Author Archives: Emre Sevinç

About Emre Sevinç

AACTAAAGGAACTTT… some stochastic processes so far… I’m a software developer, e-learning designer, cognitive science researcher and former university lecturer. In my 30s, I keep on learning, discovering and studying things about computing, project management, human mind and hacking.

Data Processing Resources: Command-line Interface (CLI) for CSV, TSV, JSON, and XML

Sometimes you don’t want pandas, tidyverse, Excel, or PostgreSQL. You know they are very powerful and flexible, you know if you’re already using them daily you can utilize them. But sometimes you just want to be left alone with your CVS, TSV, JSON and XML files, process them quickly on the command line, and get done with it. And you want something a little more specialized than awk , cut, and sed.

This list is by no means complete and authoritative. I compiled this as a reference that I can come back later. If you have other suggestions that are according to the spirit of this article, feel free to share them by writing a comment at the end. Without further ado, here’s my list:

  • xsv: A fast CSV command line toolkit written by the author of ripgrep. It’s useful for indexing, slicing, analyzing, splitting and joining CSV files.
  • q: run SQL directly on CSV or TSV files.
  • csvkit: a suite of command-line tools for converting to and working with CSV, the king of tabular file formats.
  • textql: execute SQL against structured text like CSV or TSV.
  • miller: like awk, sed, cut, join, and sort for name-indexed data such as CSV, TSV, and tabular JSON. You get to work with your data using named fields, without needing to count positional column indices.
  • agate: a Python data analysis library that is optimized for humans instead of machines. It is an alternative to numpy and pandas that solves real-world problems with readable code.

Honorable mentions:

  • SQLite: import a CSV File Into an SQLite Table, and use plain SQL to query it.
  • csv-mode for Emacs: sort, align, transpose, and manage rows and fields of CSV files.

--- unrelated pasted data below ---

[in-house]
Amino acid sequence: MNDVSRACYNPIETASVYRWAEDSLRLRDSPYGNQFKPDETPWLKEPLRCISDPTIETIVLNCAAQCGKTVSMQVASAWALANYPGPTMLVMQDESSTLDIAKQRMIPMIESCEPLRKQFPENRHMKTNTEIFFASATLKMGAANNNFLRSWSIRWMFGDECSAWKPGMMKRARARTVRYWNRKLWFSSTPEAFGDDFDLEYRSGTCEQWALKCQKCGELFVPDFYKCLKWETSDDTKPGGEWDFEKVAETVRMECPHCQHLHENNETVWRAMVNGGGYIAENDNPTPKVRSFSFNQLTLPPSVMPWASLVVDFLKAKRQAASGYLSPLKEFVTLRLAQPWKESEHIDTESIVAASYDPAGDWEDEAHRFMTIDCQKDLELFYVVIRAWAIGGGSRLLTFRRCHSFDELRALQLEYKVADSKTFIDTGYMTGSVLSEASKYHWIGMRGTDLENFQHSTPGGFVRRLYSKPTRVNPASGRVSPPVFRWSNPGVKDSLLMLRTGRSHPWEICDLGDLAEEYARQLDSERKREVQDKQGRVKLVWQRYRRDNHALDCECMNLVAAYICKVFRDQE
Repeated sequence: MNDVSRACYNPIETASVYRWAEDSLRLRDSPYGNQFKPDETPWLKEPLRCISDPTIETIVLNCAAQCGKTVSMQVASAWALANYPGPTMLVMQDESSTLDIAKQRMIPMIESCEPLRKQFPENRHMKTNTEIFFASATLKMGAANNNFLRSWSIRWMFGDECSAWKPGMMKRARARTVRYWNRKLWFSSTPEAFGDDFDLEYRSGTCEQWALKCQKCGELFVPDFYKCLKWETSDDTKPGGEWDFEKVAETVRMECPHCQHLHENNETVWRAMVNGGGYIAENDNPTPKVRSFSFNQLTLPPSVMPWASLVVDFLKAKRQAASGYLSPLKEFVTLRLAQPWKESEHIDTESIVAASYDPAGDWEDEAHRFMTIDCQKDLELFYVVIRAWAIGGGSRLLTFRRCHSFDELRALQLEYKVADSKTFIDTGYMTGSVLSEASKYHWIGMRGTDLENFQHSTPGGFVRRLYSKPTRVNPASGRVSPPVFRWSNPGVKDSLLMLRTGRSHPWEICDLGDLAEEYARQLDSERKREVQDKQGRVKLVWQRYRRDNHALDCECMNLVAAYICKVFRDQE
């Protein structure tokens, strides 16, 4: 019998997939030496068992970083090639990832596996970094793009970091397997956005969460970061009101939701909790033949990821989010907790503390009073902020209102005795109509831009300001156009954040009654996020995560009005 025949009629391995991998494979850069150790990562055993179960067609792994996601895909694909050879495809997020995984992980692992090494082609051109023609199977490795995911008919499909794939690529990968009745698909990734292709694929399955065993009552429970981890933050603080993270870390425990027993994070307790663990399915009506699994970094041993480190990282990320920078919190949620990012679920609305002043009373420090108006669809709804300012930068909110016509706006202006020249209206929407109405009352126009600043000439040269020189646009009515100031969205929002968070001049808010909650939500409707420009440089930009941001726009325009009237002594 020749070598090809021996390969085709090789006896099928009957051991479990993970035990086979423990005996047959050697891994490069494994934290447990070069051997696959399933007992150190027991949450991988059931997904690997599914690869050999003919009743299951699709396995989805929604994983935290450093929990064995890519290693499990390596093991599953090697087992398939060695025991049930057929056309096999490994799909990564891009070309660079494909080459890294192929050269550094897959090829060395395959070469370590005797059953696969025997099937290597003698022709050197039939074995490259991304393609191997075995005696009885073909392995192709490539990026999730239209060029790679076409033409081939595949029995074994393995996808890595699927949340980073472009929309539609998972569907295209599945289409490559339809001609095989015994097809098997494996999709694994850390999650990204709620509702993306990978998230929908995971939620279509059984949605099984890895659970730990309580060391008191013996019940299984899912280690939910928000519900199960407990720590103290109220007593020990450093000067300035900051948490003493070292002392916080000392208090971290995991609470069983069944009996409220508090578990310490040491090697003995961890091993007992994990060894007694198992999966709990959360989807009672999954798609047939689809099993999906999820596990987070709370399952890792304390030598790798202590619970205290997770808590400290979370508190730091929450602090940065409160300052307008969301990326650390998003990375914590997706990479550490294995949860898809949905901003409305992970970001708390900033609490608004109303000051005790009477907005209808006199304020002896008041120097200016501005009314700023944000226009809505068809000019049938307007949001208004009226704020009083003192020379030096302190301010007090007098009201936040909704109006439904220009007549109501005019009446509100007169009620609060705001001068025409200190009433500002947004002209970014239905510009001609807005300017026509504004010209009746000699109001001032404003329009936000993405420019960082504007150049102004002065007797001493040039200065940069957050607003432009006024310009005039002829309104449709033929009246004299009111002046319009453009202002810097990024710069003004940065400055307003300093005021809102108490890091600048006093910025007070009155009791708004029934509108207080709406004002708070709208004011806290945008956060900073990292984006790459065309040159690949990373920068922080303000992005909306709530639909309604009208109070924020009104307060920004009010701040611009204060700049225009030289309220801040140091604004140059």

• lnav: the Log Navigator. See the tutorial in Linux Magazine.
  • jq: this one is THE tool for processing JSON on the command-line. It’s like sed for JSON data – you can use it to slice and filter and map and transform structured data with the same ease that sed, awk, grep and friends let you play with text.
  • JMESPath tutorial: a query language for JSON. You can extract and transform elements from a JSON document. There are a lot of implementations at and the CLI implementation is jp.

Finally the CLI for XML:

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Posted by on July 10, 2018 in Linux, Programlama


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How to start your calendar analytics using Microsoft Graph API

As a Data Officer who started to work in a big manufacturing company a few months ago, I attended a lot of meetings in many locations. After a while, wearing my analytical hat, I asked myself: how can I easily see

  • how many meetings I’ve attended
  • how many people I’ve met
  • how many locations I’ve been to

Based on the fact my company had already switched to Microsoft Office 365, I came across a very nice unified system: Microsoft Graph API. According to the description in its official overview, :

You can use the Microsoft Graph API to interact with the data of millions of users in the Microsoft cloud. Use Microsoft Graph to build apps for organizations and consumers that connect to a wealth of resources, relationships, and intelligence, all through a single endpoint Microsoft Graph is made up of resources connected by relationships. For example, a user can be connected to a group through a memberOf relationship, and to another user through a manager relationship. Your app can traverse these relationships to access these connected resources and perform actions on them through the API. You can also get valuable insights and intelligence about the data from Microsoft Graph. For example, you can get the popular files trending around a particular user, or get the most relevant people around a user.